According to a court document filed on Thursday, a Delaware judge has suspended Twitter Inc.'s lawsuit against Elon Musk until 5 p.m. ET (9 p.m. GMT) on October 28 to allow the billionaire's acquisition transaction to conclude.
In April, Musk agreed to acquire Twitter, but he soon changed his mind. The social media company then requested a court order so that Musk could proceed with the transaction.
Twitter had earlier opposed Musk's request for a judge to postpone the litigation against him, saying Musk should complete the $44 billion purchase of the firm next week and that the case should proceed to trial until he does so. Musk stated this week that he would purchase Twitter at the $54.20 per share price that was agreed upon in April, subject to receiving loan funding.
According to a court filing, banks are cooperating to finance the transaction, which is scheduled to conclude on or about October 28. "As a result, there is no need for an expedited trial to order defendants to do what they are already doing and this action is now moot," the filing said.
On Thursday, Oct.11, Musk was supposed to be deposed; however, the parties amicably decided to postpone his interview. The five-day trial is set to start on October 17. Musk claimed that the debt financing parties' attorneys have convinced him that they are ready to uphold their responsibilities. According to the petition, continuing the case would necessitate a trial and appeals, which may delay payment to Twitter's shareholders by months.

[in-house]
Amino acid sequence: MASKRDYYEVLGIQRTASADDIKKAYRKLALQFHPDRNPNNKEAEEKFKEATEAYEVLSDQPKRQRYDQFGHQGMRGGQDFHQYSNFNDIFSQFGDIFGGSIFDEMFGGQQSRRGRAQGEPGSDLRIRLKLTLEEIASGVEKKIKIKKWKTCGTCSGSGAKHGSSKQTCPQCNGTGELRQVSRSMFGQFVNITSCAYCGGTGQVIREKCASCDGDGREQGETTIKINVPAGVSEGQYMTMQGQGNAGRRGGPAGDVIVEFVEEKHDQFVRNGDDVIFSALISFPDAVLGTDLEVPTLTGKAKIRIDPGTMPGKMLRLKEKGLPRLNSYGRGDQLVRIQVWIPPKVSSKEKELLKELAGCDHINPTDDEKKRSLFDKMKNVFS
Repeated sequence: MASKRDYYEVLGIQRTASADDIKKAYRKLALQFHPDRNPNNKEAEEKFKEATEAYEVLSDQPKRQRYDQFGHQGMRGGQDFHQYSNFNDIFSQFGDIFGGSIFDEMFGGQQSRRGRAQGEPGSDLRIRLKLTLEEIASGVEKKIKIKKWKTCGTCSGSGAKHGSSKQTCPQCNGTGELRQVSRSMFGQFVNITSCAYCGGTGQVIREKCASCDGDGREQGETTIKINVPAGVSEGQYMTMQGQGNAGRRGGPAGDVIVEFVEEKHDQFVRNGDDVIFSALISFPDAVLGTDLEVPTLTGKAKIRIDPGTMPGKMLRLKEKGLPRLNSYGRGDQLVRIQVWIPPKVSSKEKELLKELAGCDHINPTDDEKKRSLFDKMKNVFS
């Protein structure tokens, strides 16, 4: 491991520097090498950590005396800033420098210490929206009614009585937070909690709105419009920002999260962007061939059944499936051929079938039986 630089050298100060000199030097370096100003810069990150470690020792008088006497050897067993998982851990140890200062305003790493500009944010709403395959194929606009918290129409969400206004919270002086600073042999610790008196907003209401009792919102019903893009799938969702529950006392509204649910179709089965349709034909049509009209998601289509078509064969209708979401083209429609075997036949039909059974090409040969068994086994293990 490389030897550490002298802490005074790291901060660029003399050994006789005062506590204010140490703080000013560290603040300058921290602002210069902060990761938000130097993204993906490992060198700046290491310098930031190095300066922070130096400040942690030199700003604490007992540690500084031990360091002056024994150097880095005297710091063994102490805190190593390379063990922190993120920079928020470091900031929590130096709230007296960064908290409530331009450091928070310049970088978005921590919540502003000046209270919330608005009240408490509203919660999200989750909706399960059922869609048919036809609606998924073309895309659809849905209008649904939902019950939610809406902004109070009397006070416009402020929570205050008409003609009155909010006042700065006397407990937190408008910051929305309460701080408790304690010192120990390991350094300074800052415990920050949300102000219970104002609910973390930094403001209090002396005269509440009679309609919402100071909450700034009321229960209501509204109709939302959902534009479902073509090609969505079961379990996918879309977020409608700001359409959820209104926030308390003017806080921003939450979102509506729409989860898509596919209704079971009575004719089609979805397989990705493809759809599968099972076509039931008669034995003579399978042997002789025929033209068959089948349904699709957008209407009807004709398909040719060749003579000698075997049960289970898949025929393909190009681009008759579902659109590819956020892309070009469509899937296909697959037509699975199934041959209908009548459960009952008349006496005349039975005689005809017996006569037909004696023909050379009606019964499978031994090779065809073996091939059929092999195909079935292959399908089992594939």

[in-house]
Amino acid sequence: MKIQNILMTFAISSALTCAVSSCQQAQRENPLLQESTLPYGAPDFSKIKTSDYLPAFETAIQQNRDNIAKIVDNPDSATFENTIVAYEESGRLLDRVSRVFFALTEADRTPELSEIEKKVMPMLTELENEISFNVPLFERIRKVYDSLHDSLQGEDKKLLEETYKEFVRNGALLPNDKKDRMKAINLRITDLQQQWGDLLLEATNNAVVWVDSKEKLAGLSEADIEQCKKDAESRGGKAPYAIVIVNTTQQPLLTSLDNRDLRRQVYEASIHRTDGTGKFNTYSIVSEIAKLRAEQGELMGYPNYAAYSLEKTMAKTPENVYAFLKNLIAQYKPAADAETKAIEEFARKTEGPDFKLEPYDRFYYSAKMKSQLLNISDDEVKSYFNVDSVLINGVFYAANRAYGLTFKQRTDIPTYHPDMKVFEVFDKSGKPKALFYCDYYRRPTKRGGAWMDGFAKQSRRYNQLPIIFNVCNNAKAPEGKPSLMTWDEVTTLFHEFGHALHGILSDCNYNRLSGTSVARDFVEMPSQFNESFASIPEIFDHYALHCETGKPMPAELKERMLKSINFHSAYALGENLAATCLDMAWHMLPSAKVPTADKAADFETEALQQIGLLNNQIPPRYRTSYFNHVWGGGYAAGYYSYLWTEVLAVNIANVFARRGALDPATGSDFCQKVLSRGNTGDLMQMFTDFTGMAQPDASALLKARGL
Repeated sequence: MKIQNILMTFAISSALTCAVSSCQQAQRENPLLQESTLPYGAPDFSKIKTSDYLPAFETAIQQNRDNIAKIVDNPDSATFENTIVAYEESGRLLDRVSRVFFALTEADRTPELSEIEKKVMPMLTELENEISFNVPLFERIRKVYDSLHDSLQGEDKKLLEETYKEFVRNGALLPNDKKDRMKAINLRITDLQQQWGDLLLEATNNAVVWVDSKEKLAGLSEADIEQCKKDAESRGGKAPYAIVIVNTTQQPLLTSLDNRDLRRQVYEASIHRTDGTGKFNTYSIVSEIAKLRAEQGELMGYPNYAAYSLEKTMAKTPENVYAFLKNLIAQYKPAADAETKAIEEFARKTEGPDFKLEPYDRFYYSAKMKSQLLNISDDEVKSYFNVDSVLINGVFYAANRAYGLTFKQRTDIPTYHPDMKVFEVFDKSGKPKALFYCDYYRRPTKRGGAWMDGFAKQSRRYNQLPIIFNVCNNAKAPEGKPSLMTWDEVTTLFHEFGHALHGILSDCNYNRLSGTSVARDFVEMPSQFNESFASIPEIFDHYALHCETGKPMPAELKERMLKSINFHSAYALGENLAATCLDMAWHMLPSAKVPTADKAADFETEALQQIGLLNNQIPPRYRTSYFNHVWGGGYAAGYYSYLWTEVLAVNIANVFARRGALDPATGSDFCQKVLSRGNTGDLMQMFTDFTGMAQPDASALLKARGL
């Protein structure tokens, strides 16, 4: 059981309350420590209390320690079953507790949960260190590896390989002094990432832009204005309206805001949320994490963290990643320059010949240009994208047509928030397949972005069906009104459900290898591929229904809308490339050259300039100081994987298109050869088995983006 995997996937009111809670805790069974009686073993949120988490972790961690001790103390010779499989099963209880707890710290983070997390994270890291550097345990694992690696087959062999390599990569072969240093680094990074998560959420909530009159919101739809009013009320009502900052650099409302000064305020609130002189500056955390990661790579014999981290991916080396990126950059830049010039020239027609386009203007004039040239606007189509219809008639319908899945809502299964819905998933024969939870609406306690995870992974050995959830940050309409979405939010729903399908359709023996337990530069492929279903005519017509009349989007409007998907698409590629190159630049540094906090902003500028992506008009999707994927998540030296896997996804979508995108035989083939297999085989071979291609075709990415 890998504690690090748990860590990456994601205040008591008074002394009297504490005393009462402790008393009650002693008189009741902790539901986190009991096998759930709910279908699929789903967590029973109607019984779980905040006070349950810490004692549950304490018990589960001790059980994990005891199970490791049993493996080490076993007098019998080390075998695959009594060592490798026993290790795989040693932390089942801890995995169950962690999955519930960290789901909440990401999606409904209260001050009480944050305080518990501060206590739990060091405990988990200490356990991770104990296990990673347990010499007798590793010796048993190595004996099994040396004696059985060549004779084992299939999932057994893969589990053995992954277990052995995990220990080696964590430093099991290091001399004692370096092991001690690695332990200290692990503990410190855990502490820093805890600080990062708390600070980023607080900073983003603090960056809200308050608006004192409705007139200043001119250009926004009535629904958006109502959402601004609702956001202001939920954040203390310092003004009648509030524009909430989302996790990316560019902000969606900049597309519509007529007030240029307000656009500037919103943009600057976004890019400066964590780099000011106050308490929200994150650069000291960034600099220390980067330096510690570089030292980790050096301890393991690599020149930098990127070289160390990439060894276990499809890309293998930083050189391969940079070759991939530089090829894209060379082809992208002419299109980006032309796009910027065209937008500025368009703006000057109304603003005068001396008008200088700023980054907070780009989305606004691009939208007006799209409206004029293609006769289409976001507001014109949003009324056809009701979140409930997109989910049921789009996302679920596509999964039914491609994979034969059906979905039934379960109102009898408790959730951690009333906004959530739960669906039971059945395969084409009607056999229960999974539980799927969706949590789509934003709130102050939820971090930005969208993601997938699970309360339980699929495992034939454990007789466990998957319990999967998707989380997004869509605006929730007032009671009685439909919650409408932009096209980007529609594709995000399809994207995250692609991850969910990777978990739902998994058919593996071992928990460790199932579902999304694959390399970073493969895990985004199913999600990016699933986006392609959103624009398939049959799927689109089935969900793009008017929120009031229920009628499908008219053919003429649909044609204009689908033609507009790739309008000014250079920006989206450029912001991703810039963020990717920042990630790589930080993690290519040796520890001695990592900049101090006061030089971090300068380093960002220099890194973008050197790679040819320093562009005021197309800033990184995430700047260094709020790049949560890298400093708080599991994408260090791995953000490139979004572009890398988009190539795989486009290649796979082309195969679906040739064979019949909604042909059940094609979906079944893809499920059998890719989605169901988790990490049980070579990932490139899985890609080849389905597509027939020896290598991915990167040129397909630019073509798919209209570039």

"Twitter will not take yes for an answer. Astonishingly, they have insisted on proceeding with this litigation, recklessly putting the deal at risk and gambling with their stockholders' interests," the filing said.
Talks have lingered on since Musk made his offer on Monday longer than some had initially anticipated, according to sources familiar with the legal dispute. Due to the market instability and decreased demand for leveraged financing brought on by the rapid pace of interest rate hikes, major banks that committed to funding $12.5 billion, or around 28 percent of the deal, may suffer significant losses.
Musk has sold shares of Tesla this year to raise $15.4 billion, and because he is relying on big investors for a portion of the funding, there is suspicion that he may sell additional shares of the electric vehicle manufacturer's stock to finance the deal.
On the New York Stock Exchange, Twitter shares ended the day down 3.7% at $49.39.